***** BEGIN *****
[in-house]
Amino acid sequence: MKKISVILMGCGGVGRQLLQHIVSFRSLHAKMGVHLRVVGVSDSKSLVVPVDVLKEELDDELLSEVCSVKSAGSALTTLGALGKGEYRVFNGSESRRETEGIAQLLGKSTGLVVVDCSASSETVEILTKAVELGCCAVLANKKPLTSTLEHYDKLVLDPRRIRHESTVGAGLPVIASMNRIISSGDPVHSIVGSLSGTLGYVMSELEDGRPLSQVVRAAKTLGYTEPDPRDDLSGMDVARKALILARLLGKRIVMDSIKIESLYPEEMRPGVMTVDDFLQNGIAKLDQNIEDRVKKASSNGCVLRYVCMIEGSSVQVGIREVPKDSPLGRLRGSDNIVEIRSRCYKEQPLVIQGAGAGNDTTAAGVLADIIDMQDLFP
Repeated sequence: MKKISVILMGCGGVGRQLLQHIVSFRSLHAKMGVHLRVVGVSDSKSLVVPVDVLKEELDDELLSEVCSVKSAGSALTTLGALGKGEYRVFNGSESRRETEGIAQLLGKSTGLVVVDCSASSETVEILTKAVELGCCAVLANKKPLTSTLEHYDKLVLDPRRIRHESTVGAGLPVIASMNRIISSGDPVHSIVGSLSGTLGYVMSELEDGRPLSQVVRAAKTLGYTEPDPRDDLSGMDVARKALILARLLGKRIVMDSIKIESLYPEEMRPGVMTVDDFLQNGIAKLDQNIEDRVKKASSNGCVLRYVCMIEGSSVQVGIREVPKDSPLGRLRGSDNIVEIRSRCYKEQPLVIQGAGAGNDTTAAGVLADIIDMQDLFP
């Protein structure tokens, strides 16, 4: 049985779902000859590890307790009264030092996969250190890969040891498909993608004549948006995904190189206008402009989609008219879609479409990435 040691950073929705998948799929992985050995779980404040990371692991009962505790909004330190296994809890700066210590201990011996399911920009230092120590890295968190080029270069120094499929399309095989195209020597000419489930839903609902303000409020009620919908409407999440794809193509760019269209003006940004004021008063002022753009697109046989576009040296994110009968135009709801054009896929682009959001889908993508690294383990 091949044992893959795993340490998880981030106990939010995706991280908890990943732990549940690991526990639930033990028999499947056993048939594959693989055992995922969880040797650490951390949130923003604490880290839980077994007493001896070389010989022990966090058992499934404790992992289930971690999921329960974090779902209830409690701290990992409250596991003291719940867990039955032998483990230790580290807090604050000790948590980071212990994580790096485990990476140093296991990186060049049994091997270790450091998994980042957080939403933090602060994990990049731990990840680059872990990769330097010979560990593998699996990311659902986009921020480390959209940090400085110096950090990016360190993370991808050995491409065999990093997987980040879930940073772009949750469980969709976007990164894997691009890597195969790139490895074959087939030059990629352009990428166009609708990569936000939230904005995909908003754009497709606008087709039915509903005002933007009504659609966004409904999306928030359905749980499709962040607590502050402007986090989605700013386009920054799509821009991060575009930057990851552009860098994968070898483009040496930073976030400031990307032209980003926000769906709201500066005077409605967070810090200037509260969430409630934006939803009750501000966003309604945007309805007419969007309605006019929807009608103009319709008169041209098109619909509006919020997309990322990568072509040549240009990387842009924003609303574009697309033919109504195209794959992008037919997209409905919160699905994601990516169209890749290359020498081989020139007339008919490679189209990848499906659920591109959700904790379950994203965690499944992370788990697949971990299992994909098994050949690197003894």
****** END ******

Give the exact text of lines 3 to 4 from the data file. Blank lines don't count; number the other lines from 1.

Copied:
Repeated sequence: MKKISVILMGCGGVGRQLLQHIVSFRSLHAKMGVHLRVVGVSDSKSLVVPVDVLKEELDDELLSEVCSVKSAGSALTTLGALGKGEYRVFNGSESRRETEGIAQLLGKSTGLVVVDCSASSETVEILTKAVELGCCAVLANKKPLTSTLEHYDKLVLDPRRIRHESTVGAGLPVIASMNRIISSGDPVHSIVGSLSGTLGYVMSELEDGRPLSQVVRAAKTLGYTEPDPRDDLSGMDVARKALILARLLGKRIVMDSIKIESLYPEEMRPGVMTVDDFLQNGIAKLDQNIEDRVKKASSNGCVLRYVCMIEGSSVQVGIREVPKDSPLGRLRGSDNIVEIRSRCYKEQPLVIQGAGAGNDTTAAGVLADIIDMQDLFP
């Protein structure tokens, strides 16, 4: 049985779902000859590890307790009264030092996969250190890969040891498909993608004549948006995904190189206008402009989609008219879609479409990435 040691950073929705998948799929992985050995779980404040990371692991009962505790909004330190296994809890700066210590201990011996399911920009230092120590890295968190080029270069120094499929399309095989195209020597000419489930839903609902303000409020009620919908409407999440794809193509760019269209003006940004004021008063002022753009697109046989576009040296994110009968135009709801054009896929682009959001889908993508690294383990 091949044992893959795993340490998880981030106990939010995706991280908890990943732990549940690991526990639930033990028999499947056993048939594959693989055992995922969880040797650490951390949130923003604490880290839980077994007493001896070389010989022990966090058992499934404790992992289930971690999921329960974090779902209830409690701290990992409250596991003291719940867990039955032998483990230790580290807090604050000790948590980071212990994580790096485990990476140093296991990186060049049994091997270790450091998994980042957080939403933090602060994990990049731990990840680059872990990769330097010979560990593998699996990311659902986009921020480390959209940090400085110096950090990016360190993370991808050995491409065999990093997987980040879930940073772009949750469980969709976007990164894997691009890597195969790139490895074959087939030059990629352009990428166009609708990569936000939230904005995909908003754009497709606008087709039915509903005002933007009504659609966004409904999306928030359905749980499709962040607590502050402007986090989605700013386009920054799509821009991060575009930057990851552009860098994968070898483009040496930073976030400031990307032209980003926000769906709201500066005077409605967070810090200037509260969430409630934006939803009750501000966003309604945007309805007419969007309605006019929807009608103009319709008169041209098109619909509006919020997309990322990568072509040549240009990387842009924003609303574009697309033919109504195209794959992008037919997209409905919160699905994601990516169209890749290359020498081989020139007339008919490679189209990848499906659920591109959700904790379950994203965690499944992370788990697949971990299992994909098994050949690197003894």